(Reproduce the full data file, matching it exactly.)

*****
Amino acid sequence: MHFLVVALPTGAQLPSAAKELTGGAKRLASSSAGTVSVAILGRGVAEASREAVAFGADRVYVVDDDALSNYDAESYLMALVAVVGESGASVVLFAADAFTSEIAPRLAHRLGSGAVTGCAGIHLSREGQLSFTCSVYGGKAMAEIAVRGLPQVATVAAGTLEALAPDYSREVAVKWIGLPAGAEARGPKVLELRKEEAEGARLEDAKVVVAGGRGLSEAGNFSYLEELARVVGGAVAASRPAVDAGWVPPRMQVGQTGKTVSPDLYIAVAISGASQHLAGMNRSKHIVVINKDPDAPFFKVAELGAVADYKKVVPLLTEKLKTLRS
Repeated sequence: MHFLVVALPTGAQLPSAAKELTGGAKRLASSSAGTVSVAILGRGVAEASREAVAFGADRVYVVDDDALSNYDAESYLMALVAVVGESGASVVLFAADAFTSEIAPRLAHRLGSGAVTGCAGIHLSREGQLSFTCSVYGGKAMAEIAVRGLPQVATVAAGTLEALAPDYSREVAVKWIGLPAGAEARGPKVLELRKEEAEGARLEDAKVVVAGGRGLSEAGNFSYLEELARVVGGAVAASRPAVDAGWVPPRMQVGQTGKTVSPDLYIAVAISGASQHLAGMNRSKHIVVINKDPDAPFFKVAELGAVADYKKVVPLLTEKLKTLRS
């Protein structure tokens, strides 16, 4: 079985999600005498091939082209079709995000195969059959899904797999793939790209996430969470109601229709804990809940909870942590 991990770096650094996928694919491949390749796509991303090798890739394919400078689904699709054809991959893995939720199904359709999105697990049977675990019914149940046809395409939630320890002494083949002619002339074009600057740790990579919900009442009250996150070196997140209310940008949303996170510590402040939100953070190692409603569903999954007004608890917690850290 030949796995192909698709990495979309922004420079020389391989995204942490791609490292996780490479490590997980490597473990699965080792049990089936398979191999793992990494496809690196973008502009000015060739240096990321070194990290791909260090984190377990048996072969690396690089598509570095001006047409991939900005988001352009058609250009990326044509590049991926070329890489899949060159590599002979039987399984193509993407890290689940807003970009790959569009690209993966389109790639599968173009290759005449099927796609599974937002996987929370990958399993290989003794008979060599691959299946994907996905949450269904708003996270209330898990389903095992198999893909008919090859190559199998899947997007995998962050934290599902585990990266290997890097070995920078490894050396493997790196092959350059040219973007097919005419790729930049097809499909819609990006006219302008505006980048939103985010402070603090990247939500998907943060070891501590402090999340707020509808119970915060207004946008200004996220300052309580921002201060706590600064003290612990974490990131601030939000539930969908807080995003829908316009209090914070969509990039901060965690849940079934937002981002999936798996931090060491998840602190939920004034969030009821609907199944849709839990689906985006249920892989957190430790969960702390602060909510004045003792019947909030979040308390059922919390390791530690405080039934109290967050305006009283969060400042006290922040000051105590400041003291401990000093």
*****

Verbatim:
Amino acid sequence: MHFLVVALPTGAQLPSAAKELTGGAKRLASSSAGTVSVAILGRGVAEASREAVAFGADRVYVVDDDALSNYDAESYLMALVAVVGESGASVVLFAADAFTSEIAPRLAHRLGSGAVTGCAGIHLSREGQLSFTCSVYGGKAMAEIAVRGLPQVATVAAGTLEALAPDYSREVAVKWIGLPAGAEARGPKVLELRKEEAEGARLEDAKVVVAGGRGLSEAGNFSYLEELARVVGGAVAASRPAVDAGWVPPRMQVGQTGKTVSPDLYIAVAISGASQHLAGMNRSKHIVVINKDPDAPFFKVAELGAVADYKKVVPLLTEKLKTLRS
Repeated sequence: MHFLVVALPTGAQLPSAAKELTGGAKRLASSSAGTVSVAILGRGVAEASREAVAFGADRVYVVDDDALSNYDAESYLMALVAVVGESGASVVLFAADAFTSEIAPRLAHRLGSGAVTGCAGIHLSREGQLSFTCSVYGGKAMAEIAVRGLPQVATVAAGTLEALAPDYSREVAVKWIGLPAGAEARGPKVLELRKEEAEGARLEDAKVVVAGGRGLSEAGNFSYLEELARVVGGAVAASRPAVDAGWVPPRMQVGQTGKTVSPDLYIAVAISGASQHLAGMNRSKHIVVINKDPDAPFFKVAELGAVADYKKVVPLLTEKLKTLRS
């Protein structure tokens, strides 16, 4: 079985999600005498091939082209079709995000195969059959899904797999793939790209996430969470109601229709804990809940909870942590 991990770096650094996928694919491949390749796509991303090798890739394919400078689904699709054809991959893995939720199904359709999105697990049977675990019914149940046809395409939630320890002494083949002619002339074009600057740790990579919900009442009250996150070196997140209310940008949303996170510590402040939100953070190692409603569903999954007004608890917690850290 030949796995192909698709990495979309922004420079020389391989995204942490791609490292996780490479490590997980490597473990699965080792049990089936398979191999793992990494496809690196973008502009000015060739240096990321070194990290791909260090984190377990048996072969690396690089598509570095001006047409991939900005988001352009058609250009990326044509590049991926070329890489899949060159590599002979039987399984193509993407890290689940807003970009790959569009690209993966389109790639599968173009290759005449099927796609599974937002996987929370990958399993290989003794008979060599691959299946994907996905949450269904708003996270209330898990389903095992198999893909008919090859190559199998899947997007995998962050934290599902585990990266290997890097070995920078490894050396493997790196092959350059040219973007097919005419790729930049097809499909819609990006006219302008505006980048939103985010402070603090990247939500998907943060070891501590402090999340707020509808119970915060207004946008200004996220300052309580921002201060706590600064003290612990974490990131601030939000539930969908807080995003829908316009209090914070969509990039901060965690849940079934937002981002999936798996931090060491998840602190939920004034969030009821609907199944849709839990689906985006249920892989957190430790969960702390602060909510004045003792019947909030979040308390059922919390390791530690405080039934109290967050305006009283969060400042006290922040000051105590400041003291401990000093």